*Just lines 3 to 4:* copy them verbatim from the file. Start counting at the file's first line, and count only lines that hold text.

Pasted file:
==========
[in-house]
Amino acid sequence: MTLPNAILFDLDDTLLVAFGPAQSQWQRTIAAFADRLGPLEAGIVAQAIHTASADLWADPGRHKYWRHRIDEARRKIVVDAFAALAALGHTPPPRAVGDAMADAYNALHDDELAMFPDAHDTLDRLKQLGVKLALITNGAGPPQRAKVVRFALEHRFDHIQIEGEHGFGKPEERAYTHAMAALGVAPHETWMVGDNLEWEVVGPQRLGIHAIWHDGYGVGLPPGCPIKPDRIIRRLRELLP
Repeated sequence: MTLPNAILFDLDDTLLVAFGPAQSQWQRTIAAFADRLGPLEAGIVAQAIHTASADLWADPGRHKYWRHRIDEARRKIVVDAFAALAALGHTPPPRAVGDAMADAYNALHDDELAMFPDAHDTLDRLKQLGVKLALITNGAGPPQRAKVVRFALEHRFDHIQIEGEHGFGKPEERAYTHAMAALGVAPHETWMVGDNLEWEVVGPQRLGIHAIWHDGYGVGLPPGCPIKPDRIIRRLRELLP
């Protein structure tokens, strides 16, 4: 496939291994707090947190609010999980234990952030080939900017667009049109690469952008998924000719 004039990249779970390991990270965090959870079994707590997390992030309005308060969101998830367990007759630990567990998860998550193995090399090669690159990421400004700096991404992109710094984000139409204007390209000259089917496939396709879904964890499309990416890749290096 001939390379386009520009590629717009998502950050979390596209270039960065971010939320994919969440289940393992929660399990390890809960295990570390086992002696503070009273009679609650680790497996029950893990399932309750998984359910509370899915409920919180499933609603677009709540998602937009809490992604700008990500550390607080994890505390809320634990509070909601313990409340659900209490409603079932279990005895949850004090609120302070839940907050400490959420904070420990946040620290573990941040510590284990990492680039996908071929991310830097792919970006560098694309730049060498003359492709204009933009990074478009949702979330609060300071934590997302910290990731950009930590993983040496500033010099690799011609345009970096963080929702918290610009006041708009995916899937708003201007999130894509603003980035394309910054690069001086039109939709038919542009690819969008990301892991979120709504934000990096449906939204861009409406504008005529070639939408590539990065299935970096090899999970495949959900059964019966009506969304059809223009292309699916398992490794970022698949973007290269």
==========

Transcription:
Repeated sequence: MTLPNAILFDLDDTLLVAFGPAQSQWQRTIAAFADRLGPLEAGIVAQAIHTASADLWADPGRHKYWRHRIDEARRKIVVDAFAALAALGHTPPPRAVGDAMADAYNALHDDELAMFPDAHDTLDRLKQLGVKLALITNGAGPPQRAKVVRFALEHRFDHIQIEGEHGFGKPEERAYTHAMAALGVAPHETWMVGDNLEWEVVGPQRLGIHAIWHDGYGVGLPPGCPIKPDRIIRRLRELLP
């Protein structure tokens, strides 16, 4: 496939291994707090947190609010999980234990952030080939900017667009049109690469952008998924000719 004039990249779970390991990270965090959870079994707590997390992030309005308060969101998830367990007759630990567990998860998550193995090399090669690159990421400004700096991404992109710094984000139409204007390209000259089917496939396709879904964890499309990416890749290096 001939390379386009520009590629717009998502950050979390596209270039960065971010939320994919969440289940393992929660399990390890809960295990570390086992002696503070009273009679609650680790497996029950893990399932309750998984359910509370899915409920919180499933609603677009709540998602937009809490992604700008990500550390607080994890505390809320634990509070909601313990409340659900209490409603079932279990005895949850004090609120302070839940907050400490959420904070420990946040620290573990941040510590284990990492680039996908071929991310830097792919970006560098694309730049060498003359492709204009933009990074478009949702979330609060300071934590997302910290990731950009930590993983040496500033010099690799011609345009970096963080929702918290610009006041708009995916899937708003201007999130894509603003980035394309910054690069001086039109939709038919542009690819969008990301892991979120709504934000990096449906939204861009409406504008005529070639939408590539990065299935970096090899999970495949959900059964019966009506969304059809223009292309699916398992490794970022698949973007290269």